A 1954 informational poster.

A 1954 informational poster. A complete gallery of photos and posters is coming soon.


Social Security ensures important protections for all Americans, but it is of vital importance to women. Here is why:

  • Women, on average, live longer than men, and Social Security provides benefits every month no matter how long a person lives.
    • Women who reached 65 in 2004 are expected to live, on average, an additional twenty years.
    • Women represent about 70 percent of all Social Security beneficiaries aged 85 and older, the fastest growing segment of the population.
  • Women, on average, earn less than men, and Social Security contains a progressive benefit formula, which provides lower earners with a higher rate of return on their Social Security contributions.
    • Women earn, on average, about 77 percent of the amounts earned by men.
    • The median earnings of women working full-time in 2002 were $30,203, compared to $39,429 for men.
  • Women are more likely to be dependent on husbands than vice versa and to have custody of children after divorce, and Social Security provides dependent benefits to current spouses, divorced spouses, elderly widows, widows with children, and the children themselves in the event that the worker dies, is disabled or retires.
    • Social Security's dependent benefits are add-on benefits, so current spouses and divorced spouses each receive the benefit, without the benefits of one reducing the benefits of the other or of the earner.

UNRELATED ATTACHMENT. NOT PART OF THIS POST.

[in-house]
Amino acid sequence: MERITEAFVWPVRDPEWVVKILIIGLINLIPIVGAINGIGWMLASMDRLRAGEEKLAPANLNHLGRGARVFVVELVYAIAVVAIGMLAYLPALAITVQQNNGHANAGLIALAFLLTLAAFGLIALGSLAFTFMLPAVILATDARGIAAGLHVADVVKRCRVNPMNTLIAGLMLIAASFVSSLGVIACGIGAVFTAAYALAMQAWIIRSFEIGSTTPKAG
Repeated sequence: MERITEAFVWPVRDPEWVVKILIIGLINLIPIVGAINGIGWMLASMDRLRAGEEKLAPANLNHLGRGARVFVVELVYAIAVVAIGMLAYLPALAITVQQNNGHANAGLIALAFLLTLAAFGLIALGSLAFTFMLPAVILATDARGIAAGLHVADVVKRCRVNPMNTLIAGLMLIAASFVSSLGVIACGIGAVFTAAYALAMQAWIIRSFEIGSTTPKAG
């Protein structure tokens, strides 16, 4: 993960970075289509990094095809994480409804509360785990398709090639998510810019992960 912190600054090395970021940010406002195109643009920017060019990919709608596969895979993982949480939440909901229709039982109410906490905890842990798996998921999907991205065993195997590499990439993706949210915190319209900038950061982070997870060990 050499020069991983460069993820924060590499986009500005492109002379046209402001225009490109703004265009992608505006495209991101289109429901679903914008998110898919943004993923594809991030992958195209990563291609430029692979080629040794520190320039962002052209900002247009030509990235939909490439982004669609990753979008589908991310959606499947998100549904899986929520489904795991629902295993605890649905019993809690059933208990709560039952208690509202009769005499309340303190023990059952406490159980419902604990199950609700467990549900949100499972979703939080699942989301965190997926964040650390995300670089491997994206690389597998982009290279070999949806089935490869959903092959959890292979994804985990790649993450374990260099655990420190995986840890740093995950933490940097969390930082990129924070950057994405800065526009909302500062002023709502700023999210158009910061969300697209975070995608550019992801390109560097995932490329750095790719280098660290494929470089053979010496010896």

• Social Security benefits are a matter of right, so they are not the subject of battles in the course of a divorce.
  • Social Security benefits, on average, make up a greater percentage of the income of women than of men.
    • For unmarried women (including widows) age 65 and older, Social Security comprises 52 percent of their total income, compared to 38 percent of unmarried men, and 35 percent of elderly couples.
    • Social Security is the sole source of retirement income for almost 33 percent of unmarried women. For African-American women, the percentage is almost 40 percent.
    • In 2002, 21 percent of women aged 65 or older received private pension benefits, either as a retired worker or a surviving spouse, compared to 28 percent of men, and those women who do receive private pensions generally receive a lower benefit than men because women earn less.
  • Without Social Security, six out of ten unmarried women (whether divorced, widowed, or never-married) who are age 65 or older, would live in poverty.

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